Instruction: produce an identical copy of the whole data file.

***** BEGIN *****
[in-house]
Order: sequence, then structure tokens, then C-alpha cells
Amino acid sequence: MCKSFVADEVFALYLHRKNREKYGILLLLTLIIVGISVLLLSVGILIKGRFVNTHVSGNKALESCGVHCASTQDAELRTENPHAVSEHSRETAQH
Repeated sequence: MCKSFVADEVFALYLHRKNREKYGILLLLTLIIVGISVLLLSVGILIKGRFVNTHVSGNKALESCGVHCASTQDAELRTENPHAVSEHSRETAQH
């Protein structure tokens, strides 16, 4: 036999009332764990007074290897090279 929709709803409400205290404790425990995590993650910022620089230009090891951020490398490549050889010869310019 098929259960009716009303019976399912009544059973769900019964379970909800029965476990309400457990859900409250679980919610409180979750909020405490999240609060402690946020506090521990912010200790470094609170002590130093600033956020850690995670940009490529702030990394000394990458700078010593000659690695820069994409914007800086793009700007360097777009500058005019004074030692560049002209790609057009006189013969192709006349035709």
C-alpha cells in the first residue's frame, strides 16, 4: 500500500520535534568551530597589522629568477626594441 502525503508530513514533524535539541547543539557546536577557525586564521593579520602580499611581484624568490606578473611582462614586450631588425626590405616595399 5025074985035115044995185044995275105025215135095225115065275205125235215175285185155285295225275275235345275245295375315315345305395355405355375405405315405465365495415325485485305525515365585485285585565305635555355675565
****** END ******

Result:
[in-house]
Order: sequence, then structure tokens, then C-alpha cells
Amino acid sequence: MCKSFVADEVFALYLHRKNREKYGILLLLTLIIVGISVLLLSVGILIKGRFVNTHVSGNKALESCGVHCASTQDAELRTENPHAVSEHSRETAQH
Repeated sequence: MCKSFVADEVFALYLHRKNREKYGILLLLTLIIVGISVLLLSVGILIKGRFVNTHVSGNKALESCGVHCASTQDAELRTENPHAVSEHSRETAQH
């Protein structure tokens, strides 16, 4: 036999009332764990007074290897090279 929709709803409400205290404790425990995590993650910022620089230009090891951020490398490549050889010869310019 098929259960009716009303019976399912009544059973769900019964379970909800029965476990309400457990859900409250679980919610409180979750909020405490999240609060402690946020506090521990912010200790470094609170002590130093600033956020850690995670940009490529702030990394000394990458700078010593000659690695820069994409914007800086793009700007360097777009500058005019004074030692560049002209790609057009006189013969192709006349035709």
C-alpha cells in the first residue's frame, strides 16, 4: 500500500520535534568551530597589522629568477626594441 502525503508530513514533524535539541547543539557546536577557525586564521593579520602580499611581484624568490606578473611582462614586450631588425626590405616595399 5025074985035115044995185044995275105025215135095225115065275205125235215175285185155285295225275275235345275245295375315315345305395355405355375405405315405465365495415325485485305525515365585485285585565305635555355675565